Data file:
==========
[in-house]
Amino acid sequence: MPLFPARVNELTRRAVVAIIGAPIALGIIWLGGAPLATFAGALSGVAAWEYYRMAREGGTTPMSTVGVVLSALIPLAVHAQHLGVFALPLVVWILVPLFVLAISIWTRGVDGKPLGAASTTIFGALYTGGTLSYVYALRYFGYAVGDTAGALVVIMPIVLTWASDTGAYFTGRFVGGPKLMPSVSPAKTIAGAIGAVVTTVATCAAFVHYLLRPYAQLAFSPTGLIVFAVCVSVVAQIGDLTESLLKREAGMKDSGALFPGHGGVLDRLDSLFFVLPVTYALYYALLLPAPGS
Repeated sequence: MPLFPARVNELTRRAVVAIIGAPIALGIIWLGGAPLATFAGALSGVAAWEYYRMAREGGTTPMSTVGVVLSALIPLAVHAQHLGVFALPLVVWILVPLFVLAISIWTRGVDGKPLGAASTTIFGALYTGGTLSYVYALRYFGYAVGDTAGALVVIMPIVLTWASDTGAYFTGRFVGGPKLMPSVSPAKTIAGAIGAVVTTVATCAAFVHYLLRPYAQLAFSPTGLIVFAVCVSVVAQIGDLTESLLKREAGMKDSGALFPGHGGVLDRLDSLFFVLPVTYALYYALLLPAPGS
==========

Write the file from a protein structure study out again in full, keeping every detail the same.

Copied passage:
[in-house]
Amino acid sequence: MPLFPARVNELTRRAVVAIIGAPIALGIIWLGGAPLATFAGALSGVAAWEYYRMAREGGTTPMSTVGVVLSALIPLAVHAQHLGVFALPLVVWILVPLFVLAISIWTRGVDGKPLGAASTTIFGALYTGGTLSYVYALRYFGYAVGDTAGALVVIMPIVLTWASDTGAYFTGRFVGGPKLMPSVSPAKTIAGAIGAVVTTVATCAAFVHYLLRPYAQLAFSPTGLIVFAVCVSVVAQIGDLTESLLKREAGMKDSGALFPGHGGVLDRLDSLFFVLPVTYALYYALLLPAPGS
Repeated sequence: MPLFPARVNELTRRAVVAIIGAPIALGIIWLGGAPLATFAGALSGVAAWEYYRMAREGGTTPMSTVGVVLSALIPLAVHAQHLGVFALPLVVWILVPLFVLAISIWTRGVDGKPLGAASTTIFGALYTGGTLSYVYALRYFGYAVGDTAGALVVIMPIVLTWASDTGAYFTGRFVGGPKLMPSVSPAKTIAGAIGAVVTTVATCAAFVHYLLRPYAQLAFSPTGLIVFAVCVSVVAQIGDLTESLLKREAGMKDSGALFPGHGGVLDRLDSLFFVLPVTYALYYALLLPAPGS